Saturday, November 30, 2013

a commuting bicycle hanger in reclaimed redwood and doug fir

This project originally began as a built in construction that seemed too intrusive to integrate into the space we wanted to use for stowing our commuter bikes. The unused sketchup model Here. I instead tried to do something a bit lighter weight, using the studs as the main load bearing component. sketchup here.

I wanted to experiment with new joinery technique so the shelving carcass involves dadoes with stub tenons on the lower tier, and a mitered half blind dovetail on the top. Since this piece is for our commuter bikes it has low pressure associated with the joinery and I felt like I could be a bit more loose with the saw. Redwood is nice and soft and i've been working with it a lot recently, but it's so fragile that i am looking forward to using stuff that is a bit more resilient.

project photos ensue. apologies for the photos, the shelf is intended to hold helmets for la Femme and myself. also maybe a few extra doo-dads that make bikes go. chain lube, spare mags, etc.

the hardware came from someone who has the audacity to call it "Leonardo" and while it is OK, I do not think the original dude would be happy with the crappy welds. port side has two 3/4" doug fir pegs for hanging coats and such. Might have some more aiming inboard.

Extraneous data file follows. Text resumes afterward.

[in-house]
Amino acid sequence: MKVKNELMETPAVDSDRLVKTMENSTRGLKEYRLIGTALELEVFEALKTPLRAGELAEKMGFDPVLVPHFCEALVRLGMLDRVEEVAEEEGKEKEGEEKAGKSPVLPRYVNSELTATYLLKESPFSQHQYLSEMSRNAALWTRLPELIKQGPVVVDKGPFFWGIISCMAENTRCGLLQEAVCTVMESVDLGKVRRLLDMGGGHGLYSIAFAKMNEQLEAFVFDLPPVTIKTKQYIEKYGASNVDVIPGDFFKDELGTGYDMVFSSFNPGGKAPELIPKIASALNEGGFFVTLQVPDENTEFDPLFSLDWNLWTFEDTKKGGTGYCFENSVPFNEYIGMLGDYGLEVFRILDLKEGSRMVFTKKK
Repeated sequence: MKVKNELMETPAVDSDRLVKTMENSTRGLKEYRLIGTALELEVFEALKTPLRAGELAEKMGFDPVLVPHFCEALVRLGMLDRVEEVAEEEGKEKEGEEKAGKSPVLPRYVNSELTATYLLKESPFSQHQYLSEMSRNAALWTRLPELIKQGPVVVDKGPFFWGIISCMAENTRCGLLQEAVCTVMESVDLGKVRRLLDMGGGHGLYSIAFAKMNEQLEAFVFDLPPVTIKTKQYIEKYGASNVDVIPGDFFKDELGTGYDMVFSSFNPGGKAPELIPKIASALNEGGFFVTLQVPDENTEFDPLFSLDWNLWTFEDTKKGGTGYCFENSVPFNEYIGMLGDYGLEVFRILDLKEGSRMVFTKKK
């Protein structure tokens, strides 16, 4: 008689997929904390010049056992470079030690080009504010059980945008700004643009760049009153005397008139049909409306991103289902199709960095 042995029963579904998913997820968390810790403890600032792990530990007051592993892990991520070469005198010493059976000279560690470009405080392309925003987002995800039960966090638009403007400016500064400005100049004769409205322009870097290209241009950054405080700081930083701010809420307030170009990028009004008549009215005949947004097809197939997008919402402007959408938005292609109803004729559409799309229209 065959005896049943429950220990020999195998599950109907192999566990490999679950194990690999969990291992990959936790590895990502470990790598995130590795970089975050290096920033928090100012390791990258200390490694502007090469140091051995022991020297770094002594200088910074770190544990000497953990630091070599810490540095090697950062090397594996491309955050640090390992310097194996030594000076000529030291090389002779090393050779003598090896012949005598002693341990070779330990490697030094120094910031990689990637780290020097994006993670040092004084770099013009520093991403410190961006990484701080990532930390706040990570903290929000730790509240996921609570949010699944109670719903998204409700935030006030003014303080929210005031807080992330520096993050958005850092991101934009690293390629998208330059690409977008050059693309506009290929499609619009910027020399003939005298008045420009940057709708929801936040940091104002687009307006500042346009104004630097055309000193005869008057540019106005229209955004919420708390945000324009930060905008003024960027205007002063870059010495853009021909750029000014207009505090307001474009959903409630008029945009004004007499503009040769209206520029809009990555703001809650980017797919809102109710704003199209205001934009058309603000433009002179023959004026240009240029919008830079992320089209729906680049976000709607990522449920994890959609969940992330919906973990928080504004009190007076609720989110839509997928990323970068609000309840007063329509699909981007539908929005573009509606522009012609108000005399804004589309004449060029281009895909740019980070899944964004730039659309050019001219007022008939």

First step was to try to optimize the arrangement of bikes. Horizontal space was premium in this application, so a staggered,overlapping formation was chosen and sorted out on my garage wall. Please remind me to never clutter this wall so that such experiments can continue.

I mocked up a support board as proof of concept and it felt "right". We have Lath and Plaster hell here, so no modern stud finder reliably divines the stud. I resorted to what my hero Nassim Nicholas Taleb would charitably regard as "stochastic tinkering" to drill tiny probing holes into the wall near the baseboard to verify stud location, and then run these findings up along the wall using blue tape.

Shelf unit is attached with two housed bridle joints. I had performed a lot of tinkering and verifying to get the placement right. The japanese square was an invaluable tool, even though the non empirical units on the reverse side drive me crazy.

Wednesday, November 27, 2013

42 years in 6/4 doug fir

i've had this stick of dense and old doug fir. really old stuff. used it as a brace in the trestle of an experimental desk some years ago. here now as the main support beam for a new project, a bicycle hanger for our commuting rigs. we have about 32" of wall space next to the door where the bikes will go. Still, breathtaking grain density here going on. And to think I'm 42 years old:

Friday, November 8, 2013

between projects, i tend to carve propellers

some 1" square redwood sticks were on hand from a gardening project. the wood is soft, not quite like balsa from my youth, but approaching.